Planning for Change

Blogger’s Note: Today’s entry is a cross-posting from Sasaski Design.

Our world is changing in ways we could never have predicted.

As I fly to Chicago from Boston, I am leaving behind the tragic events of the Boston Marathon. Being in an airplane provides a calming sense of separation from all the activity 30,000 feet below me, though the escapist feeling quickly fades as I open up my laptop and get to work. Before long, I’ll be back on the ground and tomorrow, I’ll be presenting at the national planning conference in Chicago.

I wait for the computer to boot up, and I think about my life as a planner—how it requires me to embrace change and translate it into action so that our communities can adapt and thrive. Planners aren’t allowed to be escapists. We must be pragmatic, logical, and ethical.

My presentation at the American Planning Association conference focuses on the reemergence of regional planning in the United States. This is thanks in large part to the Partnership for Sustainable Communities, which brings together three major federal agencies: the Department of Housing and Urban Development (HUD), the Department of Transportation (DOT), and the Environmental Protection Agency (EPA). In 2010 and 2011, the program issued 152 grants worth a total of $240 million in 48 states, in which 133 million Americans live.

And while these numbers may sound impressive, they pale in comparison to the 2009 American Recovery and Reinvestment Act. That program spent $93 billion in total, with 53% of that amount going to highway and bridge construction and repair alone. Not only is that figure 400 times as much as has been spent on planning, it was allocated before any regional planning was done—in essence, putting the cart before the before the horse. And only now, through the regional planning grant program, are we beginning to fully comprehend the negative impacts of transportation spending on our communities.

HUD Sustainable Communities GranteesOne way of understanding the adverse impacts of building more roads is to look at the cumulative costs of housing and transportation on the average household. Under the conventional definition of housing affordability (30% or less of household income), 69% of U.S. communities have average household costs that are considered to be “affordable.” However, when housing and transportation costs are considered together, only 40% of our communities are truly affordable.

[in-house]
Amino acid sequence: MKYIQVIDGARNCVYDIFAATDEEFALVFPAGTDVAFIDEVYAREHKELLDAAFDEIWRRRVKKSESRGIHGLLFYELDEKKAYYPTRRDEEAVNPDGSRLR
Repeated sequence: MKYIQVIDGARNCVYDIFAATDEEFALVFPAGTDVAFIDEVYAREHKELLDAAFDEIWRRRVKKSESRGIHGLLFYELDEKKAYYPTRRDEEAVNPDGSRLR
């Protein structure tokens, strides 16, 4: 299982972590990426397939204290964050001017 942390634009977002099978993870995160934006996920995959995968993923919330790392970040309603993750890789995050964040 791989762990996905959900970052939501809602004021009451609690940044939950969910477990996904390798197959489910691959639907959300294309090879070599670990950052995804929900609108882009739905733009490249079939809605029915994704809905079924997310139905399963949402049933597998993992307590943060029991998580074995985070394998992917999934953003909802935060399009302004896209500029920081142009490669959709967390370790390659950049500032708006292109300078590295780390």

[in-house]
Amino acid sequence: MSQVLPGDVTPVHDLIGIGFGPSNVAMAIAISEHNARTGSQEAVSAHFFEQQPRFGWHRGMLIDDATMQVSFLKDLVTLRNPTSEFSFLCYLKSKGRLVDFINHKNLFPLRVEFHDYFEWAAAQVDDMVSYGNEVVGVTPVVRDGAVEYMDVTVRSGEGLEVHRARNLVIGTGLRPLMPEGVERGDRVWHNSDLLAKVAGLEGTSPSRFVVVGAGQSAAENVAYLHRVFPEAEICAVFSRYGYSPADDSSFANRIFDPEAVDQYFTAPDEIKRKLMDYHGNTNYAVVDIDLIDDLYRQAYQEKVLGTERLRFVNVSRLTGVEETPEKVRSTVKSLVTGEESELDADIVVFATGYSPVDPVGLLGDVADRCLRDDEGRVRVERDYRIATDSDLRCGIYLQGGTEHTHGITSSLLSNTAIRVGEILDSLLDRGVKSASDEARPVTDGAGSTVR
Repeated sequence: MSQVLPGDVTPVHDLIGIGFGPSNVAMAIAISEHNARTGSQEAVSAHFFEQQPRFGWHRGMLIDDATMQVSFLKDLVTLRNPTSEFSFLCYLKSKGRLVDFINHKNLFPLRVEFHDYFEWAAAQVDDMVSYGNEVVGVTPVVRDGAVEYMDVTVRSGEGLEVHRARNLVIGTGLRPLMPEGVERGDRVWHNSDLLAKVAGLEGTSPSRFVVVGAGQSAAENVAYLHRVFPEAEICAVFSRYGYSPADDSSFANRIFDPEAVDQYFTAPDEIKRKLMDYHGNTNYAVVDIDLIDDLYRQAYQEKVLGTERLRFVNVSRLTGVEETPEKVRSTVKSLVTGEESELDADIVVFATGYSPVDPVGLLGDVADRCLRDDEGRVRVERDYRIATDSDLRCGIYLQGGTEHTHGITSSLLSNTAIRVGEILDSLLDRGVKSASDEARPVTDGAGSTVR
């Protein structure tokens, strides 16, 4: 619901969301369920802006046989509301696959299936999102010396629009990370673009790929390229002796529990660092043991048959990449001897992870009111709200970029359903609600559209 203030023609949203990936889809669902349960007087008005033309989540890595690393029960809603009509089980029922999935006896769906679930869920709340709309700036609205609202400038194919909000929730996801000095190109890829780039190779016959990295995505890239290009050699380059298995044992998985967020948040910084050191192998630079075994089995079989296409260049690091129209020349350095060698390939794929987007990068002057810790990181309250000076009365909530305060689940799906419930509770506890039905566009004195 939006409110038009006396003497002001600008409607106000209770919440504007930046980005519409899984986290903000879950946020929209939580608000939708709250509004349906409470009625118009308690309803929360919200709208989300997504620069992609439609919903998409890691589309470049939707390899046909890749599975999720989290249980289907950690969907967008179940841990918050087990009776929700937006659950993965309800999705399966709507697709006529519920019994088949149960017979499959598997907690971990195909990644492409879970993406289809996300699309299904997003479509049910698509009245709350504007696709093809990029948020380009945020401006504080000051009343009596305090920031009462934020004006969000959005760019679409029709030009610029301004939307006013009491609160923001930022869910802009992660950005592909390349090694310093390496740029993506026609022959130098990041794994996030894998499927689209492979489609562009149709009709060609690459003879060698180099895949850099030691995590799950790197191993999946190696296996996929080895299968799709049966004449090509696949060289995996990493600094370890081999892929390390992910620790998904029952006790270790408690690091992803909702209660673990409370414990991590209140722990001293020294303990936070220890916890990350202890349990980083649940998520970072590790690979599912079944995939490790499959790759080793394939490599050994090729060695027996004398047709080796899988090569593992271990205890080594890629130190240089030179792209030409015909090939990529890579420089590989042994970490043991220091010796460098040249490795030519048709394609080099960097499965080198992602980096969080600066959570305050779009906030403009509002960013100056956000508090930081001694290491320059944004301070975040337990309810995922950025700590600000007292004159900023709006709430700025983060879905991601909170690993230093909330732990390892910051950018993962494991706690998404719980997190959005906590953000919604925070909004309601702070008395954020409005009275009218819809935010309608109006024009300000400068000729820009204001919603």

Even more distressing is the fact that low-to-moderate income households are impacted more by housing plus transportation costs than those at higher income levels. For moderate income families ($44,500 total household income) in the 25 largest metropolitan areas, their combined housing and transportation costs are 59% of their total income. It’s hard to see a sustainable future in these facts.

This is where good planning can make a real difference. Had the timeline been reversed, and the HUD/DOT/EPA grant program been initiated before the Recovery Act, I believe we would have invested differently in our country.

Perhaps we could have found new ways to define and promote economic development in our cities. Instead of building new highway interchanges to stimulate development, we could have spent time finding new ways to repurpose former industrial areas that tend to be very well served by infrastructure but suffer from disinvestment and population decline. We could have focused on job training to establish a more competitive labor pool that would attract businesses and spur innovation.

And perhaps we still will.

It appears that the next wave of funding through the Sustainable Communities Partnership will finally be focused squarely on economic development. The Integrated Planning and Investment Grants (proposed $75 million for next year) will fall under a new office—the Office of Economic Resilience—which will be housed within the Office of Community Planning and Development. This new wave of planning grants is focused on creating more economic opportunities with an emphasis on economic resiliency and implementation.

How this will all affect infrastructure spending and other federal programs remains to be seen. But there is reason to be hopeful, and planning is more relevant now than ever before.

As my plane begins its descent to Chicago, I add one final slide to my presentation addressing the topic of change:

“If we want things to stay as they are, things will have to change.”
—Giuseppe Tomasi di Lampedusa, The Leopard

james-minerJames Miner is a planner with significant national experience in mixed-use real estate development, new communities, urban districts, and long-term strategic and physical planning for institutions and higher education campuses. He is currently the Director of Planning and Urban Design as Sasaki Associates and the Principal-in-Charge of The Tomorrow Plan.
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